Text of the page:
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The Department Of Justice Is Forced to Admit Serious Error in the Detroit "Terrorist Cell" Case:
Judges' Key Role In Curbing "War on Terror" Excesses


Wednesday, Sep. 22, 2004

In late August, the Department of Justice submitted a remarkable memorandum of law to U.S. District Judge Gerald Rosen, the judge overseeing its prosecution of a suspected terrorist sleeper cell in Detroit.

In the memorandum, DOJ admitted its prosecution had been riddled with a "pattern of mistakes and oversights." For instance, it admitted that the prosecution deprived the defendants of important discoverable evidence - evidence it was required by law to produce. And it admitted that its lawyers had not been candid - to say the least - about this evidence. To the contrary, DOJ noted, the record of the case was "filled with misleading inferences that such material did not exist" - when actually, it did, and the defendants were legally entitled to it.

A year ago, Attorney General John Ashcroft boasted that this very prosecution was his first court victory in the war on terror. Since then, it has turned out to be his only such victory. And now, it's clear the prosecution was no victory at all - it was a debacle.

Due to the severity of its mistakes, DOJ asked Judge Rosen to reverse the defendants' convictions. The government sees "no reasonable prospect of winning" - apparently, either in its defense of the convictions, or in a new trial on the terrorism charges. (DOJ did, however, ask the judge for a new trial on document fraud charges.) Rosen granted the motion.

Observers have generally agreed with Rosen's decision to throw out the terrorism convictions. But they have often neglected to note that this outcome was far from predetermined: If Judge Rosen had not taken a strong role in this case, DOJ's misconduct might never have been confessed - and the wrongful convictions might have been left to stand.

Moreover, it bears noting - and I will discuss in this column - that Judge Rosen is not the only federal judge who has been able to ensure that justice was done in a "war on terror" case. Indeed, several others in the same judicial district (where I once served as a law clerk, for one of these judges, Judge Pepe) should also be applauded.

Since the terrorist attacks of September 11, the federal judiciary has often received intense criticism for kowtowing to President Bush and Attorney General Ashcroft in the war on terrorism. But these examples show that judges can, do, and should apply intense scrutiny to the government's terrorism cases, in order to make sure justice is done.

Judge Rosen's Crucial Role in the Detroit Case

Judge Rosen is a Reagan appointee. But he rightly held this Republican DOJ to the same high standards he would doubtless have imposed in a Democratic Administration.

In the "Detroit terror cell" case, the government had charged four men with assisting terrorists to scout possible targets at Disneyland, in Las Vegas, and at military posts in Jordan and Turkey.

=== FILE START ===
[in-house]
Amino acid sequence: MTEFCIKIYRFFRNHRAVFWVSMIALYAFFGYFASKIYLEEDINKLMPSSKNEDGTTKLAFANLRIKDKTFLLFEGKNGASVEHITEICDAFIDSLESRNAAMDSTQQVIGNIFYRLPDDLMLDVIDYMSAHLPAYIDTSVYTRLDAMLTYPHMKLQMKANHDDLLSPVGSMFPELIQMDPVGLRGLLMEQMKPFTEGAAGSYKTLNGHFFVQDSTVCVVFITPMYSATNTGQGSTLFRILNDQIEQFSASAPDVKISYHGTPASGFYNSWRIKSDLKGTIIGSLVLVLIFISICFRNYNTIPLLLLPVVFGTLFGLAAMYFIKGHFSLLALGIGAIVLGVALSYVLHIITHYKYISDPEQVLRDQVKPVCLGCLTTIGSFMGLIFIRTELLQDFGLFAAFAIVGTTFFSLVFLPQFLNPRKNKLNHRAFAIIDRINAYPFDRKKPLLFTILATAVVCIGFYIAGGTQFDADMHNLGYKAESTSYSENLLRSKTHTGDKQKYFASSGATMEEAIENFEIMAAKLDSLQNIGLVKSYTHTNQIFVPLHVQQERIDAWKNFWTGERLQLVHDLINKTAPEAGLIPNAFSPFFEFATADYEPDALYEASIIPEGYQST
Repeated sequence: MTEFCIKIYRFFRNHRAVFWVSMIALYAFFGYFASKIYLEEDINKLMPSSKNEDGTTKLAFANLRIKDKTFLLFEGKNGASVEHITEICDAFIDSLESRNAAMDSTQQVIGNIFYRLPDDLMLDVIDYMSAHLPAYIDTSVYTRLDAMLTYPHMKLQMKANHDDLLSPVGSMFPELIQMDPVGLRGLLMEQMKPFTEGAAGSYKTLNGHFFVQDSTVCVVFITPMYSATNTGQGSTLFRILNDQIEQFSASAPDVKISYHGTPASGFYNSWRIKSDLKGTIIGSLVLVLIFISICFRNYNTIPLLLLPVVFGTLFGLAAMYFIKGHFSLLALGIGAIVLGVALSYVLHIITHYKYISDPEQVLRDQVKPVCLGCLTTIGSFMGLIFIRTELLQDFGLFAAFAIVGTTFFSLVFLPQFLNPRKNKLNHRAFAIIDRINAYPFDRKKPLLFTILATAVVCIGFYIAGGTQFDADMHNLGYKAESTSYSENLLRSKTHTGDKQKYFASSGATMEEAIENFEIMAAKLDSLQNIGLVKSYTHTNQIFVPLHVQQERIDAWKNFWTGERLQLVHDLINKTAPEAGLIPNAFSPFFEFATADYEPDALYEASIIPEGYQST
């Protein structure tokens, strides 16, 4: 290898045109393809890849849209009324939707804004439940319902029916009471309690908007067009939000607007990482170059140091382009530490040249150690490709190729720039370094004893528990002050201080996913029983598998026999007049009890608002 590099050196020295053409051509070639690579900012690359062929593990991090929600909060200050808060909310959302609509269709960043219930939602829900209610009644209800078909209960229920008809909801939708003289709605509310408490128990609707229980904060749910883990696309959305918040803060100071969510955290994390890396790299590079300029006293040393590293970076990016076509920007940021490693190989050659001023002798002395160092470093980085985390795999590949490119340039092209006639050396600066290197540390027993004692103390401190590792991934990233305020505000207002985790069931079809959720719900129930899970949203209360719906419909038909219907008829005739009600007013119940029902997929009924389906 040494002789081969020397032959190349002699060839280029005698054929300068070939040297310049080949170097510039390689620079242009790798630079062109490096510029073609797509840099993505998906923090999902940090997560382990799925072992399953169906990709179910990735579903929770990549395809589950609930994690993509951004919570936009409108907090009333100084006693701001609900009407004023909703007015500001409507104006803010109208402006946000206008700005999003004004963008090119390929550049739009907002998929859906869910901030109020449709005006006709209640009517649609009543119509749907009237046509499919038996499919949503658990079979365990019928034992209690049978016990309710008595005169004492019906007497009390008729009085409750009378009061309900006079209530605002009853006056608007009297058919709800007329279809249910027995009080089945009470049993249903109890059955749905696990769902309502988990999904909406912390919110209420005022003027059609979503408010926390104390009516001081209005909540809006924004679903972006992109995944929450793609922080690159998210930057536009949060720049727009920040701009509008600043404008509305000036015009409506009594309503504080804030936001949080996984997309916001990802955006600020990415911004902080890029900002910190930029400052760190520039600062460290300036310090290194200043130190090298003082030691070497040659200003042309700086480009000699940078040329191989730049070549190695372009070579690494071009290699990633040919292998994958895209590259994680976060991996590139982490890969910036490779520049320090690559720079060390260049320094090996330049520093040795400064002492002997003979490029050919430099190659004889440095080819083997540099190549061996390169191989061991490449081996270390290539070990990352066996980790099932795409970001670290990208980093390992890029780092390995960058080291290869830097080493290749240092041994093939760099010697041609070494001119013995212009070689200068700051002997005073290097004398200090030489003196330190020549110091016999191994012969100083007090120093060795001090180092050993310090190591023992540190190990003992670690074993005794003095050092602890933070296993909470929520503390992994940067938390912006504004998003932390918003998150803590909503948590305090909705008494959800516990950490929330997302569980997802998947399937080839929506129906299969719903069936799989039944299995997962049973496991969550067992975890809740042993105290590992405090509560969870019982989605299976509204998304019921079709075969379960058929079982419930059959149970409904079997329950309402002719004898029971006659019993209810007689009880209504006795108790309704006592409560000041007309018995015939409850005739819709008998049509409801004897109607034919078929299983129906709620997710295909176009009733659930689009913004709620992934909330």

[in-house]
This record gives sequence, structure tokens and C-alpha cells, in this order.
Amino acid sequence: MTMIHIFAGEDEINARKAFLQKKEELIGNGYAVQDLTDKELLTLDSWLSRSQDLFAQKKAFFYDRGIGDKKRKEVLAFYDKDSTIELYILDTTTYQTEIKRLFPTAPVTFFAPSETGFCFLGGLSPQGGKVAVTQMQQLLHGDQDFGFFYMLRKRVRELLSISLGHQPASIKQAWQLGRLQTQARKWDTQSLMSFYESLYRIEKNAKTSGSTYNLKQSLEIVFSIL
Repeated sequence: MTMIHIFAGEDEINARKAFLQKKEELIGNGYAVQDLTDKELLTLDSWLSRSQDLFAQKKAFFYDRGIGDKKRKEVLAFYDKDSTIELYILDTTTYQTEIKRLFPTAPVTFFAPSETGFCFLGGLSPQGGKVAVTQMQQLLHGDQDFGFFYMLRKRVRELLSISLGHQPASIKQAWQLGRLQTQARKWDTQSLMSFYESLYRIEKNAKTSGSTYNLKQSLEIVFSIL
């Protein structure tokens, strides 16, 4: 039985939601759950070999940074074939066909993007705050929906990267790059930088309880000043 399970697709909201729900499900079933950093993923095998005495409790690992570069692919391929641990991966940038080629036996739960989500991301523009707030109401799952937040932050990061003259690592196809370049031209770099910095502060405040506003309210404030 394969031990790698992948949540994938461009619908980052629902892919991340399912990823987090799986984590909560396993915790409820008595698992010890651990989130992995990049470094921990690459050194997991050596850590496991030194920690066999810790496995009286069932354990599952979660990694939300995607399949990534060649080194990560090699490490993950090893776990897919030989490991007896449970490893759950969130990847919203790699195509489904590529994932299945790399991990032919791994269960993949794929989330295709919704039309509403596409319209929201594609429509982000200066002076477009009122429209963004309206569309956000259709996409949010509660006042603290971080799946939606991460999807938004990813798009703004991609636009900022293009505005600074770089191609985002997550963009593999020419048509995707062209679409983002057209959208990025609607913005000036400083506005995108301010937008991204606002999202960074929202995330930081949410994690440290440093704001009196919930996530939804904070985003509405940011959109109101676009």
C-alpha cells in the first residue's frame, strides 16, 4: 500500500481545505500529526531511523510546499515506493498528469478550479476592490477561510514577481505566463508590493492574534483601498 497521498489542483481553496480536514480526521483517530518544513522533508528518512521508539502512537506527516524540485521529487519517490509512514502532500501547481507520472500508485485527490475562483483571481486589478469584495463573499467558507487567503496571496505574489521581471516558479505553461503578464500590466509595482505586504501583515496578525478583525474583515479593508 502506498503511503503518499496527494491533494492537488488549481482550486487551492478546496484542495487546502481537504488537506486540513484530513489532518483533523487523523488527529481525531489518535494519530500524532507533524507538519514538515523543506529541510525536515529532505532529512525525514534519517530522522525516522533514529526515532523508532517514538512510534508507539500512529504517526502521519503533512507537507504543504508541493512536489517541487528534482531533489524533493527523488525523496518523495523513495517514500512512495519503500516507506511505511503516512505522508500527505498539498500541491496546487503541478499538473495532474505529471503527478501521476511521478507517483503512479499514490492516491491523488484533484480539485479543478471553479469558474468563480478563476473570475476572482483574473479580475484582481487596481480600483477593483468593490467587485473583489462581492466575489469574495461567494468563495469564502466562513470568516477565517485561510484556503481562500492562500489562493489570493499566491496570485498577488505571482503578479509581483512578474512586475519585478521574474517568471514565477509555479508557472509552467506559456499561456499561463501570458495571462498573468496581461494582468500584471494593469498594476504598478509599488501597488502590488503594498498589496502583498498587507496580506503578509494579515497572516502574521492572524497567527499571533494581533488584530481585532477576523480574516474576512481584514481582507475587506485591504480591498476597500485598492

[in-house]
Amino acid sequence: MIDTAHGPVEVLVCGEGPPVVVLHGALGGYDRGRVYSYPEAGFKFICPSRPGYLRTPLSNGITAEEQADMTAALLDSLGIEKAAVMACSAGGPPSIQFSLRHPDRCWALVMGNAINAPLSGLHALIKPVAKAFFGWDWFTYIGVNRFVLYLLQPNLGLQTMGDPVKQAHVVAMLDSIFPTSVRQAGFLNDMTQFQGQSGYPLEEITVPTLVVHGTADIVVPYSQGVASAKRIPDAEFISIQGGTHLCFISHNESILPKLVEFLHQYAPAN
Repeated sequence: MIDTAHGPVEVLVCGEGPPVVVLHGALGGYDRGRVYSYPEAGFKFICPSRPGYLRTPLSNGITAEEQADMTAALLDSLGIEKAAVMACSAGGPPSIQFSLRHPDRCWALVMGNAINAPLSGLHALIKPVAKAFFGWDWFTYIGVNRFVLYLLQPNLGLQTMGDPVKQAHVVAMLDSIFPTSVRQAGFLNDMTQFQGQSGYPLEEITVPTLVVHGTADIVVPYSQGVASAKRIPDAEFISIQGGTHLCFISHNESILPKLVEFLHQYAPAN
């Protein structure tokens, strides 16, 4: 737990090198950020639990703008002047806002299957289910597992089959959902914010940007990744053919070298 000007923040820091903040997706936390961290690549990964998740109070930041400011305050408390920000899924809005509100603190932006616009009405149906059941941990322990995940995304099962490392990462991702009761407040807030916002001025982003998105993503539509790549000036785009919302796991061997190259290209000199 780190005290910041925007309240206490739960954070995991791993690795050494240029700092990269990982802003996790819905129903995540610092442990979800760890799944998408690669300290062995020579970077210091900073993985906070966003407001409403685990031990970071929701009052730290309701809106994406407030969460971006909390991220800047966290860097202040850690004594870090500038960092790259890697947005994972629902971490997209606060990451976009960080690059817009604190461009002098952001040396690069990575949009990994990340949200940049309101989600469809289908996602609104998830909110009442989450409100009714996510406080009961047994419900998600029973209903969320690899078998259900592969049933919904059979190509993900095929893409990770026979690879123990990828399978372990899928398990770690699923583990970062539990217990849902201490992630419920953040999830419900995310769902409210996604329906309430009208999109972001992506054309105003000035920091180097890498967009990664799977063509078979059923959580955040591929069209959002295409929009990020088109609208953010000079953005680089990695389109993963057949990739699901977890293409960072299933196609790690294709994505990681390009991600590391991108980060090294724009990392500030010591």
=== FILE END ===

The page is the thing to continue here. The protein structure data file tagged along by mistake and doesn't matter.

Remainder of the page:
During the course of the litigation, Judge Rosen repeatedly expressed skepticism as to the government's handling of the case. At times, he even censured the prosecutor, Richard Convertino and Attorney General Ashcroft.

Early in the case, Judge Rosen took care to make sure the jury pool was not tainted. After Attorney General Ashcroft made public comments about aspects of the case that had not been proven, Judge Rosen issued a gag order (which Ashcroft ignored).

At points throughout the case, Judge Rosen expressed skepticism about the government's evidence. In the end, however, the jury - in a verdict rendered last summer -- found the evidence of terrorism sufficient as to at least two of the four defendants. (Two were convicted on terrorism and document fraud charges, one was convicted of document fraud only, and one was acquitted on all charges.)

Still, Judge Rosen's skepticism turned out to be on the mark: In fact, the jury had not seen all the relevant evidence, and in particular, had not seen evidence favoring the defendants' version of events.

After the trial, Justice Department officials finally turned over documents that might have proven exculpatory to the defendants, had they been timely disclosed. And - doubtless in part because Judge Rosen's probing, and his beliefs, had turned out to be justified -- DOJ, as noted above, asked for the convictions to be voided and Judge Rosen granted the motion.

In so doing, Judge Rosen wrote, "Although prosecutors and others entrusted with safeguarding us through the legal system clearly must be innovative and think outside the conventional envelope in enforcing the law and prosecuting terrorists, they must not act outside the Constitution. Unfortunately, that is precisely what has occurred during the course of this case."

Sadly, the government's request to void the convictions may not solely have been the product of its guilty conscience about failing to turn over exculpatory documents. A war within DOJ may also be related. After the pattern of errors came out, Ashcroft initiated an investigation of Convertino - who was taken off the case. But Convertino says the real reason for the investigation is to punish him for his critical comments about the Bush administration's domestic war on terror. Indeed, Convertino is cooperating with a U.S. Senate Committee looking at the government's missteps in conducting its domestic anti-terror campaign.

According to one of the defendants' attorneys, as quoted in the Chicago Tribune, Judge Rosen cited this internal DOJ battle as another reason for DOJ to seek to void the convictions. Otherwise, Judge Rosen reportedly said, the public could be exposed to "the edifying spectacle of government agents calling each other liars."

Another Judge's Admirable Decisions: Ferreting Out Bogus Terror Charges

Fortunately, Judge Rosen has not been alone in asking tough questions in "war on terror" cases. Indeed, two other examples from the very same judicial district - the Eastern District of Michigan, which encompasses Detroit -- are worth noting.